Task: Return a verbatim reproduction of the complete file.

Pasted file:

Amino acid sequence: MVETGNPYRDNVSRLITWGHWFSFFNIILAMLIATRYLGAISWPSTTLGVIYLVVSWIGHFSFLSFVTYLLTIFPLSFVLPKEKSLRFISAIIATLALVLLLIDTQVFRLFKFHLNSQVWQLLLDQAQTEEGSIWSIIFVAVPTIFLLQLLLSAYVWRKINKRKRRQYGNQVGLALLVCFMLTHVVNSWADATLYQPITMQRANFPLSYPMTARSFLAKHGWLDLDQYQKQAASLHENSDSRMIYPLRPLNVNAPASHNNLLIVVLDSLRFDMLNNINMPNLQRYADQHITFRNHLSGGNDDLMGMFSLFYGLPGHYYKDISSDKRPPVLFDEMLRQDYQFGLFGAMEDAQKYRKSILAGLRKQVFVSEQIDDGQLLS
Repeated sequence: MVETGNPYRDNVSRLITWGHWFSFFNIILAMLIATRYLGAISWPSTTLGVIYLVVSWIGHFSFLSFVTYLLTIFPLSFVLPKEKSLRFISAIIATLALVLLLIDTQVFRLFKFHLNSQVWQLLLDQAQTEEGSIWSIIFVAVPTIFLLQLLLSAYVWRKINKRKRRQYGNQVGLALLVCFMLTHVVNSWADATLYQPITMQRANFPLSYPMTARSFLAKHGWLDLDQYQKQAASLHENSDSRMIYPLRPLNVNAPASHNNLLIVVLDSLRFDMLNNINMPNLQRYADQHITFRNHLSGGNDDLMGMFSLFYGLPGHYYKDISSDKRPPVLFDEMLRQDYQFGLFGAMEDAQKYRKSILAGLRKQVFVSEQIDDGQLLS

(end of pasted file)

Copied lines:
Amino acid sequence: MVETGNPYRDNVSRLITWGHWFSFFNIILAMLIATRYLGAISWPSTTLGVIYLVVSWIGHFSFLSFVTYLLTIFPLSFVLPKEKSLRFISAIIATLALVLLLIDTQVFRLFKFHLNSQVWQLLLDQAQTEEGSIWSIIFVAVPTIFLLQLLLSAYVWRKINKRKRRQYGNQVGLALLVCFMLTHVVNSWADATLYQPITMQRANFPLSYPMTARSFLAKHGWLDLDQYQKQAASLHENSDSRMIYPLRPLNVNAPASHNNLLIVVLDSLRFDMLNNINMPNLQRYADQHITFRNHLSGGNDDLMGMFSLFYGLPGHYYKDISSDKRPPVLFDEMLRQDYQFGLFGAMEDAQKYRKSILAGLRKQVFVSEQIDDGQLLS
Repeated sequence: MVETGNPYRDNVSRLITWGHWFSFFNIILAMLIATRYLGAISWPSTTLGVIYLVVSWIGHFSFLSFVTYLLTIFPLSFVLPKEKSLRFISAIIATLALVLLLIDTQVFRLFKFHLNSQVWQLLLDQAQTEEGSIWSIIFVAVPTIFLLQLLLSAYVWRKINKRKRRQYGNQVGLALLVCFMLTHVVNSWADATLYQPITMQRANFPLSYPMTARSFLAKHGWLDLDQYQKQAASLHENSDSRMIYPLRPLNVNAPASHNNLLIVVLDSLRFDMLNNINMPNLQRYADQHITFRNHLSGGNDDLMGMFSLFYGLPGHYYKDISSDKRPPVLFDEMLRQDYQFGLFGAMEDAQKYRKSILAGLRKQVFVSEQIDDGQLLS